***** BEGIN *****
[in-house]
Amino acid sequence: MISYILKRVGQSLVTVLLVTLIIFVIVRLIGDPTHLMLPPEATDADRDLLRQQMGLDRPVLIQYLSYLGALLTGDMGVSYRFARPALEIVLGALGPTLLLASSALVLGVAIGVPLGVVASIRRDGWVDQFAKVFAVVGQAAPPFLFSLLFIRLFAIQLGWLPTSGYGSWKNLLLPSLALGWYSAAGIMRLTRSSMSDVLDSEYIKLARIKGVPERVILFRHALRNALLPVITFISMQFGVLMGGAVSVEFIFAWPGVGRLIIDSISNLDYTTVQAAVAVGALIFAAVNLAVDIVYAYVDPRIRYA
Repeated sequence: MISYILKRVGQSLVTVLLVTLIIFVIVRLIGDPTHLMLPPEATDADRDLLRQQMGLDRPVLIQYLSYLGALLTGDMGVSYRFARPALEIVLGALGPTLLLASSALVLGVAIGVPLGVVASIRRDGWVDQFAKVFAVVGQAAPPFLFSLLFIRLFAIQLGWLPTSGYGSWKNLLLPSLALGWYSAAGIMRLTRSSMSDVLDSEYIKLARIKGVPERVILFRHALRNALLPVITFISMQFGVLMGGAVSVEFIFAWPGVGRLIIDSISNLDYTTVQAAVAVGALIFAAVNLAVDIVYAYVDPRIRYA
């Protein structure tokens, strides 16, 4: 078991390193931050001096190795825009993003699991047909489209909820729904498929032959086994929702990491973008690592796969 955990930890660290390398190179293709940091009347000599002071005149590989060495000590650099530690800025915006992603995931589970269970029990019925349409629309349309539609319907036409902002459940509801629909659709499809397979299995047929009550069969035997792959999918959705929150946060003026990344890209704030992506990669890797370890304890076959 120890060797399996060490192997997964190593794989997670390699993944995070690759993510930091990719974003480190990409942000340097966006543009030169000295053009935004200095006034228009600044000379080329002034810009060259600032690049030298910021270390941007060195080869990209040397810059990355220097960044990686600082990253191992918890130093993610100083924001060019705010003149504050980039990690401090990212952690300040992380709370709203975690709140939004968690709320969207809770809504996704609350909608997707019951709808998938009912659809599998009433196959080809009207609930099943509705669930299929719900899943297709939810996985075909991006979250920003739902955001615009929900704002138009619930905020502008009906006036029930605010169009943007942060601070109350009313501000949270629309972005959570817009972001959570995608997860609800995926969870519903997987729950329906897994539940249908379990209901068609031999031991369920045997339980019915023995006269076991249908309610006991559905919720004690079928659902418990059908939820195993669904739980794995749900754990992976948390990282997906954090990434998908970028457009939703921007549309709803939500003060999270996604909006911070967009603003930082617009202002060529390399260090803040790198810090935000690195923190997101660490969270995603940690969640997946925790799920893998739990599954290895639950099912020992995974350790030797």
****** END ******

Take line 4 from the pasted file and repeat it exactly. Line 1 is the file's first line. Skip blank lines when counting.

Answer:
């Protein structure tokens, strides 16, 4: 078991390193931050001096190795825009993003699991047909489209909820729904498929032959086994929702990491973008690592796969 955990930890660290390398190179293709940091009347000599002071005149590989060495000590650099530690800025915006992603995931589970269970029990019925349409629309349309539609319907036409902002459940509801629909659709499809397979299995047929009550069969035997792959999918959705929150946060003026990344890209704030992506990669890797370890304890076959 120890060797399996060490192997997964190593794989997670390699993944995070690759993510930091990719974003480190990409942000340097966006543009030169000295053009935004200095006034228009600044000379080329002034810009060259600032690049030298910021270390941007060195080869990209040397810059990355220097960044990686600082990253191992918890130093993610100083924001060019705010003149504050980039990690401090990212952690300040992380709370709203975690709140939004968690709320969207809770809504996704609350909608997707019951709808998938009912659809599998009433196959080809009207609930099943509705669930299929719900899943297709939810996985075909991006979250920003739902955001615009929900704002138009619930905020502008009906006036029930605010169009943007942060601070109350009313501000949270629309972005959570817009972001959570995608997860609800995926969870519903997987729950329906897994539940249908379990209901068609031999031991369920045997339980019915023995006269076991249908309610006991559905919720004690079928659902418990059908939820195993669904739980794995749900754990992976948390990282997906954090990434998908970028457009939703921007549309709803939500003060999270996604909006911070967009603003930082617009202002060529390399260090803040790198810090935000690195923190997101660490969270995603940690969640997946925790799920893998739990599954290895639950099912020992995974350790030797």